Hitler, Mozart, and Abortion
Gerard Vanderleun laments the social cost of abortion, wondering, “Of all those babies we destroyed, how many were Einsteins, how many were Mozarts?” Harvey Olson retorts, “Statistically, about as many as there were Hitlers, Dahmers, and Chos.”
A debate ensues about the statistical likelihood that a given aborted fetus would mature into a genius vice a sociopath with a side argument about their relative value. Harvey observes, “I’d give up Jim Henson for Karl Marx. I love muppets, but I *really* hate communism.”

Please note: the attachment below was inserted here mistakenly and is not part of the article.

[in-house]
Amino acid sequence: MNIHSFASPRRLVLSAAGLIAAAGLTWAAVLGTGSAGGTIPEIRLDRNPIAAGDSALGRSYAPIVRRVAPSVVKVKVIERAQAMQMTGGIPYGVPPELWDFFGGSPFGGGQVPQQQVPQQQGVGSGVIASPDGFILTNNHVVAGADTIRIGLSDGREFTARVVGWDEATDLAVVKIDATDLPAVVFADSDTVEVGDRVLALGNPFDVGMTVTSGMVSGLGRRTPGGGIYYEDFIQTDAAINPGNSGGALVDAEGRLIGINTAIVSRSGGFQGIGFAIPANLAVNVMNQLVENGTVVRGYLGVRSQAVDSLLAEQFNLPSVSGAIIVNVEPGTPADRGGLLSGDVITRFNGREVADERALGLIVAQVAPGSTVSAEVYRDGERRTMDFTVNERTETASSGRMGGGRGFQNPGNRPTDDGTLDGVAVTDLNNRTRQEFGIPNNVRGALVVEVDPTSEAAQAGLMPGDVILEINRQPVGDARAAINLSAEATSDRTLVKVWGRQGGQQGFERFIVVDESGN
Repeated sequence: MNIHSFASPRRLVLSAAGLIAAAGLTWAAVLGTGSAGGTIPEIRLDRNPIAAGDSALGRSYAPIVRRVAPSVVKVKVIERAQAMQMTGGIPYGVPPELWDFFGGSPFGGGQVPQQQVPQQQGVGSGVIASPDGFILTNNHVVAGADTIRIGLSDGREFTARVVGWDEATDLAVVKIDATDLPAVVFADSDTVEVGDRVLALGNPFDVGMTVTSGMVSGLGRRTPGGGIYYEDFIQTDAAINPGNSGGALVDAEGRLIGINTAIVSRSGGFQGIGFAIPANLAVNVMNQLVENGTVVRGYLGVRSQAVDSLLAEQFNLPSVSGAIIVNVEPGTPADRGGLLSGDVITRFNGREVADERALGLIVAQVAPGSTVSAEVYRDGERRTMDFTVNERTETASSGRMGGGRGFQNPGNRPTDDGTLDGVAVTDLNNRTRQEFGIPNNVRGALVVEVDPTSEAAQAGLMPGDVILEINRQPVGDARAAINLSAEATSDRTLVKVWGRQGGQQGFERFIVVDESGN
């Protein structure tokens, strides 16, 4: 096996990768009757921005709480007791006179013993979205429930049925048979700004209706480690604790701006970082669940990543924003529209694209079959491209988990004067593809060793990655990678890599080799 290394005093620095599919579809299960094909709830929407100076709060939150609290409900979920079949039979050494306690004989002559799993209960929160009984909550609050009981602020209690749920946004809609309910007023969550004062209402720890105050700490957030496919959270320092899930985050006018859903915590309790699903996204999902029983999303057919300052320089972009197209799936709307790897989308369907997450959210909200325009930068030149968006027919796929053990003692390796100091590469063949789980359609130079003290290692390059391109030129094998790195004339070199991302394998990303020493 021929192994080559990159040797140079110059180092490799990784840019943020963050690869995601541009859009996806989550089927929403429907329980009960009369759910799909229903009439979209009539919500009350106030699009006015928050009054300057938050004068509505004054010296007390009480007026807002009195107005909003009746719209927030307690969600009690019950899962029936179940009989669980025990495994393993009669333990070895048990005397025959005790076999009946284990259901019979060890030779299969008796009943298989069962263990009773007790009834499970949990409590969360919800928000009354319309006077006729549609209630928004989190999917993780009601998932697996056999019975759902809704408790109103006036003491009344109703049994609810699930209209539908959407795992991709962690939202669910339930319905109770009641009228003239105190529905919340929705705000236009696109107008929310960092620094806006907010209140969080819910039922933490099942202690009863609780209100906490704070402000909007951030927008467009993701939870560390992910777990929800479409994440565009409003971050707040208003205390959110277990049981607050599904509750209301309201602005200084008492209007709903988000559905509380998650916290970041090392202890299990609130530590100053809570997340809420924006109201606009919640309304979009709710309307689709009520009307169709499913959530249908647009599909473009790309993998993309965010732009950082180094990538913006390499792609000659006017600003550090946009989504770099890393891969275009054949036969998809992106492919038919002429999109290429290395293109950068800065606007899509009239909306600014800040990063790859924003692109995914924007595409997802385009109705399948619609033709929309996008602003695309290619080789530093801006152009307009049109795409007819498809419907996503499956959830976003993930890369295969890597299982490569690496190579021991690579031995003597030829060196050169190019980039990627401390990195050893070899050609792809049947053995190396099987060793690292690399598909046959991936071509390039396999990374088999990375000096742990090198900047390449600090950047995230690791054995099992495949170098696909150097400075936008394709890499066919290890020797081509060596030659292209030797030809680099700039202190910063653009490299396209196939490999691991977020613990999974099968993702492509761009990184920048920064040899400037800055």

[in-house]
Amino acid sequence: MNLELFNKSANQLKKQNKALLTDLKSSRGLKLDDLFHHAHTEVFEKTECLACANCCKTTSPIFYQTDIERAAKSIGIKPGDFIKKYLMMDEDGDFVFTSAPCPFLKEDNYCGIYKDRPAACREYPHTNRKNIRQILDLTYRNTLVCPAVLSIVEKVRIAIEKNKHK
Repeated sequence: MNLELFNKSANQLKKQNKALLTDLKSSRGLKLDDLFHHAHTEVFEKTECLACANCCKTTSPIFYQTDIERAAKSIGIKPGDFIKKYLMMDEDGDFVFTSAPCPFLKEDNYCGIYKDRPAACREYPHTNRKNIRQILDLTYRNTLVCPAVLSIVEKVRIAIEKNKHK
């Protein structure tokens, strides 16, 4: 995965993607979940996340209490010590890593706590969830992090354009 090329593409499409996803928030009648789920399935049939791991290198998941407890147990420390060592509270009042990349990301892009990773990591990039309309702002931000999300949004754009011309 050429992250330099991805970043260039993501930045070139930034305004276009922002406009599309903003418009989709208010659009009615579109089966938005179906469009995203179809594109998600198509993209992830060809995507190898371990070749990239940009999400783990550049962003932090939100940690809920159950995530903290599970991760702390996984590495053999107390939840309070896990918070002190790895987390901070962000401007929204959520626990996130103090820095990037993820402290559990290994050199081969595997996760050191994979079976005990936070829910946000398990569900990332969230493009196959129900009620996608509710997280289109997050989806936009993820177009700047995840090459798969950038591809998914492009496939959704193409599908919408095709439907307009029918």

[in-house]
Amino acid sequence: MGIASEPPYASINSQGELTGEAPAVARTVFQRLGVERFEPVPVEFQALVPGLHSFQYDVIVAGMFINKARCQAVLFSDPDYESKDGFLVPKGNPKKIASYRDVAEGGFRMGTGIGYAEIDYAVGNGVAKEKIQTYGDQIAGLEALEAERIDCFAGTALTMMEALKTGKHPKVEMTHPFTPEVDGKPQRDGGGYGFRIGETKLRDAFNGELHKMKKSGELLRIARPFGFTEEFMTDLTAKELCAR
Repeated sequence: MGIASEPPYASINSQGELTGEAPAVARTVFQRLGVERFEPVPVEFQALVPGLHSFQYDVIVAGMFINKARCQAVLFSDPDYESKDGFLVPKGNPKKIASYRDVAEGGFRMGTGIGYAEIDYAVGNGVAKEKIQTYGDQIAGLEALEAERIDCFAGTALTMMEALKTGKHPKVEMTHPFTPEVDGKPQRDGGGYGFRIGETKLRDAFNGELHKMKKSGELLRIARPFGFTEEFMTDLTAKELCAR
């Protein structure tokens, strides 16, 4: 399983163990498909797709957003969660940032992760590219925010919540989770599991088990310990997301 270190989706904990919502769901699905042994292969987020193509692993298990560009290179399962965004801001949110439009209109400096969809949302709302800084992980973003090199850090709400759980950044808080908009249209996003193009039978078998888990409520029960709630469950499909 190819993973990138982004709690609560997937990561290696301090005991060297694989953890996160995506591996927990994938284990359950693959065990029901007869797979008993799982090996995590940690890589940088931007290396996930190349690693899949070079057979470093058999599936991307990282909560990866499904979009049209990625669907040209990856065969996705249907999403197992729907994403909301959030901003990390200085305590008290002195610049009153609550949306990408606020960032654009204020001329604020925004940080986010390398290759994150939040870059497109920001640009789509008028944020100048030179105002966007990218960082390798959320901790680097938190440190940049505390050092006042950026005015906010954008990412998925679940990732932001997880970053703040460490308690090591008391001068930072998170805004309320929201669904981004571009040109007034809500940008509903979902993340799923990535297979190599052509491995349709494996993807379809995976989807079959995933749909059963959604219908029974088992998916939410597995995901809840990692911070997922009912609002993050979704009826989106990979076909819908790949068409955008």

Amusing as that all is, it strikes me that, if the argument for abortion hinges on the exceedingly small chance that a given fetus would mature into a future Einstein or Shakespeare, the pro-choice side wins. Surely, statistically unlikely possibilities are no reason to restrict people’s freedom, especially on such an important matter as becoming responsible for the care of a child for two decades or more.
Either the unborn child is a human being, with certain inalienable rights, or it isn’t. If it is, then it deserves to live regardless of whether it might grow up to discover the cure for cancer.